Late last year, I posted a couple of particularly egregious examples from the latest Communication Arts Advertising Annual of ads playing on the worst sorts of misogynistic stereotypes. One of the ads, for Skins She exercise apparel, began with the copy, "Get the body every other woman would love. To spit on."
I was doubly astonished that these were ads that were targeted at women, and that the selection panel that chose them for the annual (as among the "best" advertising of the year) included three women (out of a total of eight members).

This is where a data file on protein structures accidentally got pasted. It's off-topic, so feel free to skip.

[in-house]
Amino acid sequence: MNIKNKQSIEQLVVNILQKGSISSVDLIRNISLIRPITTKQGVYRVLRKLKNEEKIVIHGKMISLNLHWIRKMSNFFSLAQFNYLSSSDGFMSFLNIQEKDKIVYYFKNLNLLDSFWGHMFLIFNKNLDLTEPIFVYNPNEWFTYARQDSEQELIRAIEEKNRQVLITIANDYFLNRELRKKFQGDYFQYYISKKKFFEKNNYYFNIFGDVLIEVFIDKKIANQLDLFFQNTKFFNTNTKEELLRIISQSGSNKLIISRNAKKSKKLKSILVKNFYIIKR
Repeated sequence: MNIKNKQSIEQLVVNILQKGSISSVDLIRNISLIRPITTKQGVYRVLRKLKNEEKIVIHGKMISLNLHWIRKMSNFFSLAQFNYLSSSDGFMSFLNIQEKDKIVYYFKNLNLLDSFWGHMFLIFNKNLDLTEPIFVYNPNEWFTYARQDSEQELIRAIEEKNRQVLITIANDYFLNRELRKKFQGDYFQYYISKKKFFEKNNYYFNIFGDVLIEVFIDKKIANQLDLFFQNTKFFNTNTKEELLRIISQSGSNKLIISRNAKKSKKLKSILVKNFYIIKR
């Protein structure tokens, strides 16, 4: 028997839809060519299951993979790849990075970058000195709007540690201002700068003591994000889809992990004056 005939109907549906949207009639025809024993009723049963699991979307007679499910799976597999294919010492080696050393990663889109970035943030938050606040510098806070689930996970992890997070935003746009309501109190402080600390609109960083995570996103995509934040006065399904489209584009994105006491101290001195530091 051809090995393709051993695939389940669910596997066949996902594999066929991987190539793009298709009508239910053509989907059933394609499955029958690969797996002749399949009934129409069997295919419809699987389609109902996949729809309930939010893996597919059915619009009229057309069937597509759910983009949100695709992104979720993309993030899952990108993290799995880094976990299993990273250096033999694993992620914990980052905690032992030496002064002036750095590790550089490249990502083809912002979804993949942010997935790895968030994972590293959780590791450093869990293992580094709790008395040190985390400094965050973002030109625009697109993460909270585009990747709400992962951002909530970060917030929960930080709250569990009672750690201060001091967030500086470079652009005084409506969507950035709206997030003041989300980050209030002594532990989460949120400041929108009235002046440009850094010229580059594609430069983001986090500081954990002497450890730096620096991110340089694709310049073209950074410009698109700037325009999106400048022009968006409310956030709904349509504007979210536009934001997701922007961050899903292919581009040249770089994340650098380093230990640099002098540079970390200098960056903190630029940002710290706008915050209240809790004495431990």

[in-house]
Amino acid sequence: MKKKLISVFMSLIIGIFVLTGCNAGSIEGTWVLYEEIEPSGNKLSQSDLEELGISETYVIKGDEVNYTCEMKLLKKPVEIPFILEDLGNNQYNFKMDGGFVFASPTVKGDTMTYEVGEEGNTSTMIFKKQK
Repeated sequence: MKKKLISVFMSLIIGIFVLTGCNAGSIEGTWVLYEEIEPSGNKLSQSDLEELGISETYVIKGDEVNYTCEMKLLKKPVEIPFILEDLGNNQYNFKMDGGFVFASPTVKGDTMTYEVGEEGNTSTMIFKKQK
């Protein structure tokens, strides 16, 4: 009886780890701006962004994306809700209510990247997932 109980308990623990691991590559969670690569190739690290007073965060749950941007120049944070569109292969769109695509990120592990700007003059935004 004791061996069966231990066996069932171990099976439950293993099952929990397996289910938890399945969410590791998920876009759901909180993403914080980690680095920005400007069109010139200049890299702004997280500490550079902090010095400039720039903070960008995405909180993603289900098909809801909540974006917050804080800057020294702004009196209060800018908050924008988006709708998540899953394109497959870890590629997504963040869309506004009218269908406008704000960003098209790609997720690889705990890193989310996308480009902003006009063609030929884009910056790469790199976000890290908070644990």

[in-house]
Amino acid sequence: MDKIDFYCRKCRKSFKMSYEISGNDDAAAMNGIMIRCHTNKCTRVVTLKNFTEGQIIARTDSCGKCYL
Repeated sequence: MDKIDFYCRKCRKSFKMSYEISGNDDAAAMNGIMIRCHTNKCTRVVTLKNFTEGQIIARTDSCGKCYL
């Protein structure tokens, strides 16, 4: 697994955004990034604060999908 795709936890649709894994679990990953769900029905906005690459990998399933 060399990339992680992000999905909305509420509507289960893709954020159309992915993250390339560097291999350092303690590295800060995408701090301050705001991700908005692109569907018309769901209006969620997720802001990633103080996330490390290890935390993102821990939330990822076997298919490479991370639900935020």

Just so that no one gets the impression that this is some sort of recent phenomenon, I present the following ad for "Distinction" by Triumph of Europe from the distant shadows of 1960.
Does this sort of thing actually work? Do enough women respond positively to the promise that buying a product will cause other women to hate them that this is seen as an evergreen messaging theme? It would appear that, for the last 50 years at least, people both inside the advertising industry and those judging the "quality" of the industry's output seem to think the answer is "yes."
Have I mentioned that I'm convinced we're doomed?